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I've written a script that is able to accomplish the following:

  1. mount/unmount a remote SMB location using the subprocess module
  2. List the file contents of a specified directory
  3. copy a single file out from a remote directory to a specified destination folder.
  4. List subdirectories within a mounted SMB location.

I've done my best to make as much of my functionality reusable within functions, but there's a part of me that worries functions like selectSingleFile() is getting a little convoluted.

Here is my code:

import os
import shutil
import subprocess
from os import walk
from shutil import copy2
from glob import glob

def mount(remote_dir, local_dir):
    """Mounts a remote directory and chooses a local file in which to mount the directory against"""
    retcode = subprocess.call(["/sbin/mount", "-t", "smbfs", remote_dir, local_dir])

def unmount(local_dir):
    """Unmounts the local SMB directory"""
    retcode = subprocess.call(["/sbin/umount", local_dir])

def getFileContents(directory):
    """Creates a list of files within a directory"""
    f = []
    for (dirpath, dirnames, filenames) in walk(directory):
        f.extend(filenames)
        break
    return f

def printChoices(local_dir):
    """Used to print a list of numbered list of files in a directory"""
    num = 1
    a = getFileContents(local_dir)
    for item in a: 
        print(str(num) + ".", item)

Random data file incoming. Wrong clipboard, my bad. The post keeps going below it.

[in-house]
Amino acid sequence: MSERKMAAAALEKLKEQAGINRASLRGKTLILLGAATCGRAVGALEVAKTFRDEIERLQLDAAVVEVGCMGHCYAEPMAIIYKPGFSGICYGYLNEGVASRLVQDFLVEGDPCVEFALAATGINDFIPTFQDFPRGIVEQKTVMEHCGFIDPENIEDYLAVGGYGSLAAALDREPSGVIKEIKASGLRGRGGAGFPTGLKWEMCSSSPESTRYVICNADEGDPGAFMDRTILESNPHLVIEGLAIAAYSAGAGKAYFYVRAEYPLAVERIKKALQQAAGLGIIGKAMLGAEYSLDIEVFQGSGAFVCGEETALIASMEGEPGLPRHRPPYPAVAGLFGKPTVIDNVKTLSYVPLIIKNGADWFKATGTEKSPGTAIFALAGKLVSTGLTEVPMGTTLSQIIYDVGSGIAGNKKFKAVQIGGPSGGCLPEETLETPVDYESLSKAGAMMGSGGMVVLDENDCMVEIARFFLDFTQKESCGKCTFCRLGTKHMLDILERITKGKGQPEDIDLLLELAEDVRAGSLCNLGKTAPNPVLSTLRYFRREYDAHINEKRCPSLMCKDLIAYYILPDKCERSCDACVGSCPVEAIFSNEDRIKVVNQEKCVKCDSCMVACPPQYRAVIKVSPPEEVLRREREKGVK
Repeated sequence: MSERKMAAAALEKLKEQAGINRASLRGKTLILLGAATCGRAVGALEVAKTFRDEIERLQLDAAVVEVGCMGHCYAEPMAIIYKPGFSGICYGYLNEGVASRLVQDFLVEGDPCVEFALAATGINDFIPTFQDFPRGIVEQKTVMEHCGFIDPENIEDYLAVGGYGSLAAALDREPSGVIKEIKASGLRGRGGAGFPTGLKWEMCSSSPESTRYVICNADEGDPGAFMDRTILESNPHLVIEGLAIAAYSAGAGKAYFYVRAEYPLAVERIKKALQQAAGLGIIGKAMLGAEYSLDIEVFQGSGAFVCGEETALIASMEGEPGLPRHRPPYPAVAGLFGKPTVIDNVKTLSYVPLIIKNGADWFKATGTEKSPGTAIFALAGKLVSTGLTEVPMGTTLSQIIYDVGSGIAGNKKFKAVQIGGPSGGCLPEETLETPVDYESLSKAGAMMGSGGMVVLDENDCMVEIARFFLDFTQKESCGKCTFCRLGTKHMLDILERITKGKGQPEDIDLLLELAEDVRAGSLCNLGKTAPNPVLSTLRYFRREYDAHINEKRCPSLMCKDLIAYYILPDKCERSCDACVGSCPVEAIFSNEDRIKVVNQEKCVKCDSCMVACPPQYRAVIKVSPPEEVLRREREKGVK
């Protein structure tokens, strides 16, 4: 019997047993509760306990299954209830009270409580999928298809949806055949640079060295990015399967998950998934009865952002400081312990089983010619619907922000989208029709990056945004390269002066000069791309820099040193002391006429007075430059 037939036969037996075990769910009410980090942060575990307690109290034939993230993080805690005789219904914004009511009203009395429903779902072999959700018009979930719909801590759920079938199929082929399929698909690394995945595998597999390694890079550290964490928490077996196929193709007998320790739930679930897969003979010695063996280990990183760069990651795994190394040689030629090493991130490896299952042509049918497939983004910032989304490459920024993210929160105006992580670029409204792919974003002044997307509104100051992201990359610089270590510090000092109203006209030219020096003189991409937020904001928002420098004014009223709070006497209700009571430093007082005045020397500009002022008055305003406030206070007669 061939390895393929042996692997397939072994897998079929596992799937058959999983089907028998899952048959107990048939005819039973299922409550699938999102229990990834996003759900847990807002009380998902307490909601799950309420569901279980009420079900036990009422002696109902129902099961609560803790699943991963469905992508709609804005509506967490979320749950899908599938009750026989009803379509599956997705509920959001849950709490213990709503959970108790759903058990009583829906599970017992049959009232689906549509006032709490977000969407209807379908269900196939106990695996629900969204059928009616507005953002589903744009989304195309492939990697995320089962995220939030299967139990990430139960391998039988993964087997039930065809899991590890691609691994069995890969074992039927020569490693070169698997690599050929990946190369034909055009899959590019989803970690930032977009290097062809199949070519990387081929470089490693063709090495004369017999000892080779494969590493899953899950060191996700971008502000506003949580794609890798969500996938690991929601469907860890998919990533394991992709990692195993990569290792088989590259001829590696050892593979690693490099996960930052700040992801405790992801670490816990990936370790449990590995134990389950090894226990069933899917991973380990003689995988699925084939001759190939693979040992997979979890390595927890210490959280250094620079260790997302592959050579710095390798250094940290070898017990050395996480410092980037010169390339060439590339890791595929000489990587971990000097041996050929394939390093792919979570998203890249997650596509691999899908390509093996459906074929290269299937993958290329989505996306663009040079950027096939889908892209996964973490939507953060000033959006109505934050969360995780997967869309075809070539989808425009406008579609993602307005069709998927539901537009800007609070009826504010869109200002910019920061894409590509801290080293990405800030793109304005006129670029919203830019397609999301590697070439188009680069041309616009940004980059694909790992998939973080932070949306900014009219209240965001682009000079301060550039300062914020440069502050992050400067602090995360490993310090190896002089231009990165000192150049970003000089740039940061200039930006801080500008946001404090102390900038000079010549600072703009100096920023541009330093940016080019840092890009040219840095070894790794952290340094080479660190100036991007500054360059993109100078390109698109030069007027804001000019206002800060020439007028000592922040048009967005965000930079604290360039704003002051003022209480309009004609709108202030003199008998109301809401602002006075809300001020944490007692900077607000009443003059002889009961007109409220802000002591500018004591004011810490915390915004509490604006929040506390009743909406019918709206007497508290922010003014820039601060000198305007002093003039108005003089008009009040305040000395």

num +=1

def listDirectory(directory):
    return glob(directory)

def selectSingleFile(local_dir, destination):
    '''Used to get the contents of a directory and select a single file to copy to a destination
    --requires printChoices() and getFileContents()
    '''
    a = getFileContents(local_dir)
    printChoices(local_dir)
    b = int(input("please select your choice: "))
    copy2(local_dir+(a[b-1]), destination)

''' The following was an example usage of the functions above. It allowed for mounting of a remote
file location, within the work network, and a listing/transfer of a single file within the directory.
'''
local_dir = '/Users/ParanoidPenguin/smb/' #Specifies the local directory to mount
destination = '/Users/ParanoidPenguin/Desktop/JPEGs'#For copy2, destination where file will be stored
smb_location = '//Guest@192.168.1.167/Documents' #smb location to be mounted



mount(smb_location, local_dir)

selectSingleFile(local_dir, destination)


input("Press any key to unmount: ")
unmount(local_dir)
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  • \$\begingroup\$ Why do you break in your getFileContents? \$\endgroup\$ – Georgy Dec 15 '17 at 9:48
  • \$\begingroup\$ @Georgy It is something that I have been confused about myself. When the break isn't there, the function seems to be caught in a loop, it was something that I arrived at through trial and error. \$\endgroup\$ – ParanoidPenguin Dec 15 '17 at 15:25
  • \$\begingroup\$ This is strange. You should debug it. At least put a print to see what is going on every iteration. \$\endgroup\$ – Georgy Dec 15 '17 at 15:45
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I didn't try to run your program. So some things may not work.